The Assembly then turned to a draft on Operational activities for development of the United Nations system (document A/72/425/Add.1), adopting it without a vote.  By that text, it took note of the Secretary‑General’s report on “Repositioning the United Nations development system to deliver on the 2030 Agenda: ensuring a better future for all”.

The Assembly then took note of the Second Committee’s report “Operational activities for development”.

Following that, the Assembly adopted, without a vote, a text on South‑South cooperation for development (document A/72/425/Add.2), by which it stressed that such assistance was not a substitute for, but rather a complement to, North‑South cooperation.  It also called on the United Nations Development Programme (UNDP) and other relevant organizations to assist developing countries in implementing projects of South‑South cooperation.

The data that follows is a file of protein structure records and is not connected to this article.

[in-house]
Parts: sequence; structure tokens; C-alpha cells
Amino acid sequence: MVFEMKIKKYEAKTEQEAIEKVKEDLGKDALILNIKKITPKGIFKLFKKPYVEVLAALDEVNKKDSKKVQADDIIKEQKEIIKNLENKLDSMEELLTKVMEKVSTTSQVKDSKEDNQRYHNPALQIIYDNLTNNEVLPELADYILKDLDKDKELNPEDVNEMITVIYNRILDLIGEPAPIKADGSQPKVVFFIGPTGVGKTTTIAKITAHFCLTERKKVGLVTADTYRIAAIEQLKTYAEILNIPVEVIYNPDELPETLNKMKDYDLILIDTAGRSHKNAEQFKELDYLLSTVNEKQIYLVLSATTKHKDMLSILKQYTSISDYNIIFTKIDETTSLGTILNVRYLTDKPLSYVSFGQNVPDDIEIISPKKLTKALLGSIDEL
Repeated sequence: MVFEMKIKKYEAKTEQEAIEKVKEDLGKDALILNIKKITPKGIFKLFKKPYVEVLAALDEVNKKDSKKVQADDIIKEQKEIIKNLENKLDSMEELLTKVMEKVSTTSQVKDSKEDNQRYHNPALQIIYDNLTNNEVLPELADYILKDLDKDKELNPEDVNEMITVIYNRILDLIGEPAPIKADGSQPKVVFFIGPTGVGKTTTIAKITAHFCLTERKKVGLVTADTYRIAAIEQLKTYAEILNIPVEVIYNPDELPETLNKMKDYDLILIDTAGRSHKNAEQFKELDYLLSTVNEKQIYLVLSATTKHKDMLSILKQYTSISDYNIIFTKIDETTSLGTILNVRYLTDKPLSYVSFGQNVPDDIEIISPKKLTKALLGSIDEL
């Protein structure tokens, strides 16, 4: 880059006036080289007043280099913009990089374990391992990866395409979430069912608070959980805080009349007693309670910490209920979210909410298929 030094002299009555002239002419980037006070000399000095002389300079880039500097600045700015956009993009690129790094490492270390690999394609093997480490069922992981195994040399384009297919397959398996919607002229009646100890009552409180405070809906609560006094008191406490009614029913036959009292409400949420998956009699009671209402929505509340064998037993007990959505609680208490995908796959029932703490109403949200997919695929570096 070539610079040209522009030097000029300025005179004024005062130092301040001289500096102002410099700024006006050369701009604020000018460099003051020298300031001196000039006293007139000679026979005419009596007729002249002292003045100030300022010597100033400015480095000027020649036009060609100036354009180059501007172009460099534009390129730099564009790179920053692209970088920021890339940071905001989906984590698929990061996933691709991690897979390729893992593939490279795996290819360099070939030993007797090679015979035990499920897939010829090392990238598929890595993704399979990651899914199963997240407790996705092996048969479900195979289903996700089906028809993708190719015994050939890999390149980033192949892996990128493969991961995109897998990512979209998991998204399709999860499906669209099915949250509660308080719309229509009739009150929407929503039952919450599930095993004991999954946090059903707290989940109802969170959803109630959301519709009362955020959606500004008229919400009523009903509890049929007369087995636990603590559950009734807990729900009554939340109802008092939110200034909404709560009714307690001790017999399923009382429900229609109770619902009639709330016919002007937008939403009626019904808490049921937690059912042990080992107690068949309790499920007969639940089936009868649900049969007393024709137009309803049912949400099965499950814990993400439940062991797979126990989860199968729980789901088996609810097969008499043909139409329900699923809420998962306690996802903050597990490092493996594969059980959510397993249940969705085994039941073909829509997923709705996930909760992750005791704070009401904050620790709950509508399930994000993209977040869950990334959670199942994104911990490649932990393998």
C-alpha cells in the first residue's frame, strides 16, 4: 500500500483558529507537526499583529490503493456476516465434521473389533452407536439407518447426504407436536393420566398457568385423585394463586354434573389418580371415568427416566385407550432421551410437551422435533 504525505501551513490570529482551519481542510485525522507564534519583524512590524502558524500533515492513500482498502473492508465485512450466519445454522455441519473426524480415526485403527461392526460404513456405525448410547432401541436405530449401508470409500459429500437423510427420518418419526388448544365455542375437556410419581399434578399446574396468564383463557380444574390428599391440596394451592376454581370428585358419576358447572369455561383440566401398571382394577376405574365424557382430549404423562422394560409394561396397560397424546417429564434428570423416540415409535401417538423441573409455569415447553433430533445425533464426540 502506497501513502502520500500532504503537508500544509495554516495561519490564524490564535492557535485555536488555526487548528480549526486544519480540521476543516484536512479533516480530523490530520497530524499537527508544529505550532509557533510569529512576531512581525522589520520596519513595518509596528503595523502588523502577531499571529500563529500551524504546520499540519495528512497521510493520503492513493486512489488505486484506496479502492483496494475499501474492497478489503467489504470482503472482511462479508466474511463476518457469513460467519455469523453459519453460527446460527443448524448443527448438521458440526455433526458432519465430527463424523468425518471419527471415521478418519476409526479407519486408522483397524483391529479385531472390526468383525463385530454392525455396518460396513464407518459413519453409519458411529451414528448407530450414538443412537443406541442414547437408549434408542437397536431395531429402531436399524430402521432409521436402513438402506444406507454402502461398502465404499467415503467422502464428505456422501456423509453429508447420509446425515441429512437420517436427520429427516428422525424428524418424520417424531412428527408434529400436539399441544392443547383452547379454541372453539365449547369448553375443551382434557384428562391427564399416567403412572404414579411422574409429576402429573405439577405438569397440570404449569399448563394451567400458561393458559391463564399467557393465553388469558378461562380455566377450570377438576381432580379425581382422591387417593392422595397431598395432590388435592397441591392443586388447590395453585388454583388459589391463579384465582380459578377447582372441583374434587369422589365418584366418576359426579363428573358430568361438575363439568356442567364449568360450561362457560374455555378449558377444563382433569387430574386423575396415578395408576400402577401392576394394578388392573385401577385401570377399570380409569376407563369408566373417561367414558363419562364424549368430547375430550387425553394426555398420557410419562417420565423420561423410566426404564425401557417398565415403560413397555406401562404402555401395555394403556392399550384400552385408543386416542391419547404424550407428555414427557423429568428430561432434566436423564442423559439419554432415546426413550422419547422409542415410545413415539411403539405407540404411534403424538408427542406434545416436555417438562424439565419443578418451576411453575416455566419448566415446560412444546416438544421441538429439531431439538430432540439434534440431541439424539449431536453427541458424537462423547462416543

Next, the Assembly adopted, in a recorded vote of 185 in favour to 1 against (United States), with no abstentions, a draft on Agriculture development, food security and nutrition (document A/72/426).  By that text, it stressed the need to increase sustainable agricultural production globally by improving markets and trading systems as well as increasing responsible public and private investment in sustainable agriculture, land management and rural development.

By further terms, the Assembly stressed that a universal, rules‑based, open, non‑discriminatory and equitable multilateral trading system promoted agriculture and rural development in developing countries and contributed to world food security and nutrition.  It urged national, regional and international strategies to promote the participation of farmers, fishers and fish workers in community, national, regional and international markets.